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EU Could Stop Google From Giving Away Mobile Software

Google may no longer be able to give away smartphone software for free if it is ordered by regulators in the European Union to alter its distribution deals with handset manufacturers and the carriers.

In a blog post Thursday (Nov. 10), Google’s general counsel, Kent Walker, said that, while the EU argues Google shouldn’t give some apps away as part of a suite, none of the handset manufactures have to preload any Google apps on their Android phones. “Android’s competitors, including Apple’s iPhone and Microsoft’s Windows phone, not only do the same, but they allow much less choice in the apps that come with their phones,” Walker argued. “On Android, Google’s apps typically account for less than one-third of the preloaded apps on the device (and only a small fraction of device memory). A consumer can swipe away any of our apps at any time. And, uniquely, hardware makers and carriers can pre-install rival apps right next to ours. In competition-speak, that means there’s no ‘foreclosure.’”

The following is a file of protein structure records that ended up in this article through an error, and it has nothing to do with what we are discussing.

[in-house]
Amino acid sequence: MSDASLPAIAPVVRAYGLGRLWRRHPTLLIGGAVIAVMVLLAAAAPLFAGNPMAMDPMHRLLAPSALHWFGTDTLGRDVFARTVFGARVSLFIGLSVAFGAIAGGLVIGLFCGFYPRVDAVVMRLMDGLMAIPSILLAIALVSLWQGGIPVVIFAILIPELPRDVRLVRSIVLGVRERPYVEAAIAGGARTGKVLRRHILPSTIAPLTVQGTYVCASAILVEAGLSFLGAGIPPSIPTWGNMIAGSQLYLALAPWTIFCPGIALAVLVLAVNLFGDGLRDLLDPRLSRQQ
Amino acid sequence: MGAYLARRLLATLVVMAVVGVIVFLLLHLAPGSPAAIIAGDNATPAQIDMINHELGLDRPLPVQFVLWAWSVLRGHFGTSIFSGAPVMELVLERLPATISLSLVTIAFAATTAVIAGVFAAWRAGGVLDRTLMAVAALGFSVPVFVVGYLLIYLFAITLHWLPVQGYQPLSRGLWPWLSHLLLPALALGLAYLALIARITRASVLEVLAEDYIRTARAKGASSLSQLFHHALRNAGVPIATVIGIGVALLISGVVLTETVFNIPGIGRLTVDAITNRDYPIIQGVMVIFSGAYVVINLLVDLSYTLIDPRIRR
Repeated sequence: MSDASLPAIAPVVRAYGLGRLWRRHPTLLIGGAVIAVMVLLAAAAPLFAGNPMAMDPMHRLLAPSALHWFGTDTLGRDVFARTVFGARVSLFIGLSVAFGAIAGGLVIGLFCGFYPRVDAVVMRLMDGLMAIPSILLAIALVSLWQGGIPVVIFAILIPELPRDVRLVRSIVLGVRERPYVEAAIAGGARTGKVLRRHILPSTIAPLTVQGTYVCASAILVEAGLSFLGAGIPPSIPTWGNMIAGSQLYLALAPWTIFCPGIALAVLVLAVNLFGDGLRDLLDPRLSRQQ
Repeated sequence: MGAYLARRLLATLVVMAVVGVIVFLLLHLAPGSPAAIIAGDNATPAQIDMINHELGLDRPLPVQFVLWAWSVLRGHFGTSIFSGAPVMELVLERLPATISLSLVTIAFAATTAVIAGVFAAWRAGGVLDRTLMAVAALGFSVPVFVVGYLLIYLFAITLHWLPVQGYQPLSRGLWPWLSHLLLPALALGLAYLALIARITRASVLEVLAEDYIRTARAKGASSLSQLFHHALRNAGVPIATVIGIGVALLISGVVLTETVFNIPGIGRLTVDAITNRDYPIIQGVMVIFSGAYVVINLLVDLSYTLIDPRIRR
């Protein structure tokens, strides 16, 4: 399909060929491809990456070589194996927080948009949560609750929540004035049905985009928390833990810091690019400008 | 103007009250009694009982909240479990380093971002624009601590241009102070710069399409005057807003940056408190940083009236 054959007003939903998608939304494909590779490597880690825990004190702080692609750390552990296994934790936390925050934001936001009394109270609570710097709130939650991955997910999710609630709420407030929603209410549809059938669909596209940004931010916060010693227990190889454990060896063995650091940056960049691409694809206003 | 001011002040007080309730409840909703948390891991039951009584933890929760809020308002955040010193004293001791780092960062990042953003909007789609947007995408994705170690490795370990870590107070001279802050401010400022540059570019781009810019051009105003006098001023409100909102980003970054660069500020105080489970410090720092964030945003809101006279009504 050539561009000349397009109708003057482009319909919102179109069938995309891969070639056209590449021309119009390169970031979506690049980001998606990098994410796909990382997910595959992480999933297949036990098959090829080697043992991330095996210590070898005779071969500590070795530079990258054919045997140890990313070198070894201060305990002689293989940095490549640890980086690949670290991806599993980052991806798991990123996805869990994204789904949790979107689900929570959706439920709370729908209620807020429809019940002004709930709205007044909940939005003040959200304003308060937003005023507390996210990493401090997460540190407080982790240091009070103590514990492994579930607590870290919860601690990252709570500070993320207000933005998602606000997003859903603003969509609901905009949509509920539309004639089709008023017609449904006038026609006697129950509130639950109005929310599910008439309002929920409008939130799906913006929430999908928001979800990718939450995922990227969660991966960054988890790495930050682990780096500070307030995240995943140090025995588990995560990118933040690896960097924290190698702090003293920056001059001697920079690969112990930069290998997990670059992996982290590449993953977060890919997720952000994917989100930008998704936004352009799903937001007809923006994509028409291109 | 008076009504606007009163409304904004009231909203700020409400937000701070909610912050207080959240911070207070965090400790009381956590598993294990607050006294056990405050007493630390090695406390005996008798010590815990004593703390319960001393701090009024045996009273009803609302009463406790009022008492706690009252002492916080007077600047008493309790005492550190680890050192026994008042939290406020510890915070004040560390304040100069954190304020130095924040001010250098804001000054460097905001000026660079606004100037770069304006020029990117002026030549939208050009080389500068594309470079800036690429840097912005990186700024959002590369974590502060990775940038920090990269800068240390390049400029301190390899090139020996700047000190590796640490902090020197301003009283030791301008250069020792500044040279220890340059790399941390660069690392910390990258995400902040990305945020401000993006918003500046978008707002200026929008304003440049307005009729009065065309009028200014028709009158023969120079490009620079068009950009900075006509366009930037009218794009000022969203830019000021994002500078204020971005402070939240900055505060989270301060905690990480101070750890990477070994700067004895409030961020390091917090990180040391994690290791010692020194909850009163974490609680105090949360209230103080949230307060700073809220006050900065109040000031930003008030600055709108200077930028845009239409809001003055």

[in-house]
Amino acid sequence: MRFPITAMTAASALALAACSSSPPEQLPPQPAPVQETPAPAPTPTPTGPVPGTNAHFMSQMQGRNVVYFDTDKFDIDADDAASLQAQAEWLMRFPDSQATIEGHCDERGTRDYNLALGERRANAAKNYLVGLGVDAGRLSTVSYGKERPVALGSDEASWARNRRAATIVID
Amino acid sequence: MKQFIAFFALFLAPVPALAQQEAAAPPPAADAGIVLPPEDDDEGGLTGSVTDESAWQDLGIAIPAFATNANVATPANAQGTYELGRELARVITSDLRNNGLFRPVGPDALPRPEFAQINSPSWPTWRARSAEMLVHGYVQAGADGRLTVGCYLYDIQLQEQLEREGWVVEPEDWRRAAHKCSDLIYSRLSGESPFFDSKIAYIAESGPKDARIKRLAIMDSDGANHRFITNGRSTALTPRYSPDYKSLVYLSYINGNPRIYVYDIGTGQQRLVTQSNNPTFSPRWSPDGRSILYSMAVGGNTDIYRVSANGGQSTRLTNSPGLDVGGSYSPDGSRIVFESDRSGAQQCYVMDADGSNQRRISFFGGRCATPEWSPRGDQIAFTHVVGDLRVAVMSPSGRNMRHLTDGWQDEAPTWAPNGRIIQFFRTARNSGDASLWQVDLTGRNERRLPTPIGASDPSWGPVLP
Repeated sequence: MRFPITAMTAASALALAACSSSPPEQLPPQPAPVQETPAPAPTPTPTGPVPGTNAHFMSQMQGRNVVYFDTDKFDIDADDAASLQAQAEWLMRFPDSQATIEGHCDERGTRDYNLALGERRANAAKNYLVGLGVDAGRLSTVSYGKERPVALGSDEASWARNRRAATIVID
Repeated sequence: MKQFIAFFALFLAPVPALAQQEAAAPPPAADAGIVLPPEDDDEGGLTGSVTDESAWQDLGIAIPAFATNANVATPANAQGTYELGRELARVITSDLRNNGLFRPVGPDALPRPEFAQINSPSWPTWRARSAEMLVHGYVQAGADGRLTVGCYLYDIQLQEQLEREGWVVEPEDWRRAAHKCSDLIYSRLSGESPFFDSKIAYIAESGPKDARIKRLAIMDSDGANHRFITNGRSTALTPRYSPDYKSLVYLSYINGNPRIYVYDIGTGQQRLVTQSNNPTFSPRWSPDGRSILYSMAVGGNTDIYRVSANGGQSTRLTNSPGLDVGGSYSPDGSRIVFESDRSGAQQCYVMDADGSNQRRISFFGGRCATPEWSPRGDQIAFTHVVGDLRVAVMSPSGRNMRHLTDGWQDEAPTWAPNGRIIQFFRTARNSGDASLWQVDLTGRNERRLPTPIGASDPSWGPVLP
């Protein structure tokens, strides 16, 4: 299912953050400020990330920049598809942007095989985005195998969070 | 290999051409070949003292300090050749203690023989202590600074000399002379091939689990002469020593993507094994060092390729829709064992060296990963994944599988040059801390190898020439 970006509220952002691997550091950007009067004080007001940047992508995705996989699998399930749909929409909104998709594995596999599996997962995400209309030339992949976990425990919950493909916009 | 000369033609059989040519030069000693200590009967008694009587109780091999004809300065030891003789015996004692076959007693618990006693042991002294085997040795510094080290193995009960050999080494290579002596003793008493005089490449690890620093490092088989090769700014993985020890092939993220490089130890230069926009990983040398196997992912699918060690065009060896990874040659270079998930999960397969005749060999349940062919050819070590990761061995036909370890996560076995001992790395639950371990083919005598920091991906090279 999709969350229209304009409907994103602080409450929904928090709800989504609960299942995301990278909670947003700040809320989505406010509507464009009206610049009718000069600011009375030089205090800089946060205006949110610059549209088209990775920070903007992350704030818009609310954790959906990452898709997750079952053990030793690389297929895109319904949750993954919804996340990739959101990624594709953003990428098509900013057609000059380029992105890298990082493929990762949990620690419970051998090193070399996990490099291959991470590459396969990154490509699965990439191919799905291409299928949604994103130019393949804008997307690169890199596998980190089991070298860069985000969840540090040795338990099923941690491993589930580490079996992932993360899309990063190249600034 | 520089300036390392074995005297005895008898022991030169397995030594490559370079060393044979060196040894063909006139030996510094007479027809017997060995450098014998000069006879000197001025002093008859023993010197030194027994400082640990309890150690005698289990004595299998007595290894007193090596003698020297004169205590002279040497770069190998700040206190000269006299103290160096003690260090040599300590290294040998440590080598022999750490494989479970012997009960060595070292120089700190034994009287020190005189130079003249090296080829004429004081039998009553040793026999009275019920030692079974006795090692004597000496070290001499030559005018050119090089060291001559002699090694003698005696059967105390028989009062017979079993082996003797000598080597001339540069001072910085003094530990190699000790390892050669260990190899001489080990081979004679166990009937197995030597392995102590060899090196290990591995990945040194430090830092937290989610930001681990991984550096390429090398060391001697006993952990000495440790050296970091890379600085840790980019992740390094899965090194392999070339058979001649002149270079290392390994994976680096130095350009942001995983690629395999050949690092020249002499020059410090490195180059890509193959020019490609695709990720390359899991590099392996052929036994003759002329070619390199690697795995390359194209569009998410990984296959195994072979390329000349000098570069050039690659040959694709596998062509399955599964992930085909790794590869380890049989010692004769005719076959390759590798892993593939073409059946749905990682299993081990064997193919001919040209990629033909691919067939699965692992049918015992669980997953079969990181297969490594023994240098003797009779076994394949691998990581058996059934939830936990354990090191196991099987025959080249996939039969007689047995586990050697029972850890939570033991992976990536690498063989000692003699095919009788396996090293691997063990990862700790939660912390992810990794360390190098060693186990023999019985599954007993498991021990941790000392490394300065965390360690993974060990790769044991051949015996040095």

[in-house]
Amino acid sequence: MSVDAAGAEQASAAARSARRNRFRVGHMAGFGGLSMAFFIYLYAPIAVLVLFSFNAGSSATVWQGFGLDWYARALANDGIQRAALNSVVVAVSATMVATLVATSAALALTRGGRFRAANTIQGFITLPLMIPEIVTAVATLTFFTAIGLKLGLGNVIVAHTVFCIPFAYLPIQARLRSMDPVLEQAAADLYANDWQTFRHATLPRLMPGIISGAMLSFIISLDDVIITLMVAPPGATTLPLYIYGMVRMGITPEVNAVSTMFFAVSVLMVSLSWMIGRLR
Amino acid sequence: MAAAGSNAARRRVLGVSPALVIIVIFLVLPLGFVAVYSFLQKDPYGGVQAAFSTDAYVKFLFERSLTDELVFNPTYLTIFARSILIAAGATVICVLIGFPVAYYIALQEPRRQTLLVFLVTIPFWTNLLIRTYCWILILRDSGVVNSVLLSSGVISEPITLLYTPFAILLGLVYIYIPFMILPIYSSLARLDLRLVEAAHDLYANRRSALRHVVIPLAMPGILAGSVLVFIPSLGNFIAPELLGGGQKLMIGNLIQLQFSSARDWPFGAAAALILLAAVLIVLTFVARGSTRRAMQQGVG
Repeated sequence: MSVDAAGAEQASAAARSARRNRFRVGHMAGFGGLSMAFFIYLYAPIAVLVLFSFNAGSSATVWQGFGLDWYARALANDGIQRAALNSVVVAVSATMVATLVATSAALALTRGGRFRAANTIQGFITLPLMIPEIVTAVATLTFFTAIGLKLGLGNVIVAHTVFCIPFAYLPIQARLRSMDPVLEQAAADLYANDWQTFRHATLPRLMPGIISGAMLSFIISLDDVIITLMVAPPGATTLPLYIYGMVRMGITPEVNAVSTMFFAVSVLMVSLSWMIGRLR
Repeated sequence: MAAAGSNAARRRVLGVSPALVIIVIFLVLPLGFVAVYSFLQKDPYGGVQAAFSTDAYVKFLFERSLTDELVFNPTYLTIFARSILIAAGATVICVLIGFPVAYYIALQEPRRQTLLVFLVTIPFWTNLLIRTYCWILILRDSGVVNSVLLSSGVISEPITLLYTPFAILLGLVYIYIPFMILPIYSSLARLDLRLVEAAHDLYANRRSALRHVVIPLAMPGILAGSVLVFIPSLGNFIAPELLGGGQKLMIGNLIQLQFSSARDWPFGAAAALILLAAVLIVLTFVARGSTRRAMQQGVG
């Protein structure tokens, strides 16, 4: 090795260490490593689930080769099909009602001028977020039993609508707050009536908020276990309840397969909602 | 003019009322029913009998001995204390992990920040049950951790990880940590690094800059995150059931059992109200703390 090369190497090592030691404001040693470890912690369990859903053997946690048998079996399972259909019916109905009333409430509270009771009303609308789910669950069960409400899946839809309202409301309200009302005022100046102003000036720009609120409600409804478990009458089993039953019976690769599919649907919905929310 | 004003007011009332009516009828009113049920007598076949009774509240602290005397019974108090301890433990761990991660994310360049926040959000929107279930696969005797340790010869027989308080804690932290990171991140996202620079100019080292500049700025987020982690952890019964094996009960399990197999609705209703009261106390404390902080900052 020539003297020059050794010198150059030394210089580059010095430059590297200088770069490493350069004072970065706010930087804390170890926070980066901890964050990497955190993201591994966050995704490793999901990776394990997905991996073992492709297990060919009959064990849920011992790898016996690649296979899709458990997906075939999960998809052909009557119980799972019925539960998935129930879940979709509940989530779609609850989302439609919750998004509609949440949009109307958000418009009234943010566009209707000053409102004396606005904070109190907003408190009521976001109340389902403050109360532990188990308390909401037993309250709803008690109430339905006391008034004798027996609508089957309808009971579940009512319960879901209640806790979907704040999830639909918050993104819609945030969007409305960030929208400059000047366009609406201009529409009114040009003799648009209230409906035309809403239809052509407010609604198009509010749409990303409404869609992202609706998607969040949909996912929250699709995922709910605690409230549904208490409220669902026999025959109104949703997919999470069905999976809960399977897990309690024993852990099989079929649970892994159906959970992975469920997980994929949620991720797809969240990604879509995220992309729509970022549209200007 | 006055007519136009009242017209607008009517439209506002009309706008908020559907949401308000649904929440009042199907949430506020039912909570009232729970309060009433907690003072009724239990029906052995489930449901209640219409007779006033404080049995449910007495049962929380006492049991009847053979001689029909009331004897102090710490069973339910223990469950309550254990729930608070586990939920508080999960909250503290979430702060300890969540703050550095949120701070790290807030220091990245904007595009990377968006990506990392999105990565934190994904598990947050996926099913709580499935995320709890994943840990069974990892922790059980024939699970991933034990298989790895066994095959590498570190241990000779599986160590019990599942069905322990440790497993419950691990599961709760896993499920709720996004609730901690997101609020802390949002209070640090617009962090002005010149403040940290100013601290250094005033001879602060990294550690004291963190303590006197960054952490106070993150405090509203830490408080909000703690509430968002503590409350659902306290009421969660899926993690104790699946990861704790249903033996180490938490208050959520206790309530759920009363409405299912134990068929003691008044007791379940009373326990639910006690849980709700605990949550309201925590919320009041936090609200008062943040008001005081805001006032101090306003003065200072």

Walker, who said Google filed its formal response to the EU Thursday showing how the Android ecosystem balances the interest of everyone and how it hasn’t hurt competition, argues EU’s case is flawed to begin with. “The commission’s case is based on the idea that Android doesn’t compete with Apple’s iOS. We don’t see it that way,” said Walker in the blog post. “We don’t think Apple does either. Or phone makers. Or developers. Or users. In fact, 89 percent of respondents to the commission’s own market survey confirmed that Android and Apple compete. To ignore competition with Apple is to miss the defining feature of today’s competitive smartphone landscape.”

Walker went on to say that the EU’s approach to open-source platforms could upset the fragile balance between developers and users and send a signal that, unintentionally, it is favoring closed over open platforms. “It would mean less innovation, less choice, less competition and higher prices. That wouldn’t be just a bad outcome for us; It would be a bad outcome for developers, for phone makers and carriers and, most critically, for consumers,” wrote Walker.

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